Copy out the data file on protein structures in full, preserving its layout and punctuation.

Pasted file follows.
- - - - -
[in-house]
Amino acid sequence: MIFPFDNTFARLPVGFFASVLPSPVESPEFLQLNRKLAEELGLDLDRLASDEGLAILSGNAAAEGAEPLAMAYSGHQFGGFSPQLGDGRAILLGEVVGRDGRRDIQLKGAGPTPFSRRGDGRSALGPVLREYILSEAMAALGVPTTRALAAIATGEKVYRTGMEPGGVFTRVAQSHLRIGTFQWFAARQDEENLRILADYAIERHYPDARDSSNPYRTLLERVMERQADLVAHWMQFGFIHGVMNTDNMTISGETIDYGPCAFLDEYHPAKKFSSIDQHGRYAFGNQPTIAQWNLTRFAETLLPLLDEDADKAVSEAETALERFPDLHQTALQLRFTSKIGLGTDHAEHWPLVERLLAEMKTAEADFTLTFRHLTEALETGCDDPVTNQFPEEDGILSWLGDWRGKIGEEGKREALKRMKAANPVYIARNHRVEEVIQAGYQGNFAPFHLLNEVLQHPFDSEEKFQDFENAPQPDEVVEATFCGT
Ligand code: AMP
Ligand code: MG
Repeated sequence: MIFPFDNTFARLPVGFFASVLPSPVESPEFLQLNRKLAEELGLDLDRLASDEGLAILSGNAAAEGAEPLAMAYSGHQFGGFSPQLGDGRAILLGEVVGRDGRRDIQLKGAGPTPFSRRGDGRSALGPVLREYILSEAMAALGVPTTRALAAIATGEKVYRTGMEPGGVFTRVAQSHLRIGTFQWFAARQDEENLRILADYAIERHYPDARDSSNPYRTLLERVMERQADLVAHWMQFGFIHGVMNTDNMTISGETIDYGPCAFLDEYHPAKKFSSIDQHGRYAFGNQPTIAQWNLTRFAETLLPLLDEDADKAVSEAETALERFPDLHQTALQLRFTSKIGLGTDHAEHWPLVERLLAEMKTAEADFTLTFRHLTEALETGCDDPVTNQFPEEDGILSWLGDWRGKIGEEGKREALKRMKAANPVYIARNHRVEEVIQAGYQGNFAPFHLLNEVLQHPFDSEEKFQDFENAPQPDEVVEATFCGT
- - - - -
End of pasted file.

[in-house]
Amino acid sequence: MIFPFDNTFARLPVGFFASVLPSPVESPEFLQLNRKLAEELGLDLDRLASDEGLAILSGNAAAEGAEPLAMAYSGHQFGGFSPQLGDGRAILLGEVVGRDGRRDIQLKGAGPTPFSRRGDGRSALGPVLREYILSEAMAALGVPTTRALAAIATGEKVYRTGMEPGGVFTRVAQSHLRIGTFQWFAARQDEENLRILADYAIERHYPDARDSSNPYRTLLERVMERQADLVAHWMQFGFIHGVMNTDNMTISGETIDYGPCAFLDEYHPAKKFSSIDQHGRYAFGNQPTIAQWNLTRFAETLLPLLDEDADKAVSEAETALERFPDLHQTALQLRFTSKIGLGTDHAEHWPLVERLLAEMKTAEADFTLTFRHLTEALETGCDDPVTNQFPEEDGILSWLGDWRGKIGEEGKREALKRMKAANPVYIARNHRVEEVIQAGYQGNFAPFHLLNEVLQHPFDSEEKFQDFENAPQPDEVVEATFCGT
Ligand code: AMP
Ligand code: MG
Repeated sequence: MIFPFDNTFARLPVGFFASVLPSPVESPEFLQLNRKLAEELGLDLDRLASDEGLAILSGNAAAEGAEPLAMAYSGHQFGGFSPQLGDGRAILLGEVVGRDGRRDIQLKGAGPTPFSRRGDGRSALGPVLREYILSEAMAALGVPTTRALAAIATGEKVYRTGMEPGGVFTRVAQSHLRIGTFQWFAARQDEENLRILADYAIERHYPDARDSSNPYRTLLERVMERQADLVAHWMQFGFIHGVMNTDNMTISGETIDYGPCAFLDEYHPAKKFSSIDQHGRYAFGNQPTIAQWNLTRFAETLLPLLDEDADKAVSEAETALERFPDLHQTALQLRFTSKIGLGTDHAEHWPLVERLLAEMKTAEADFTLTFRHLTEALETGCDDPVTNQFPEEDGILSWLGDWRGKIGEEGKREALKRMKAANPVYIARNHRVEEVIQAGYQGNFAPFHLLNEVLQHPFDSEEKFQDFENAPQPDEVVEATFCGT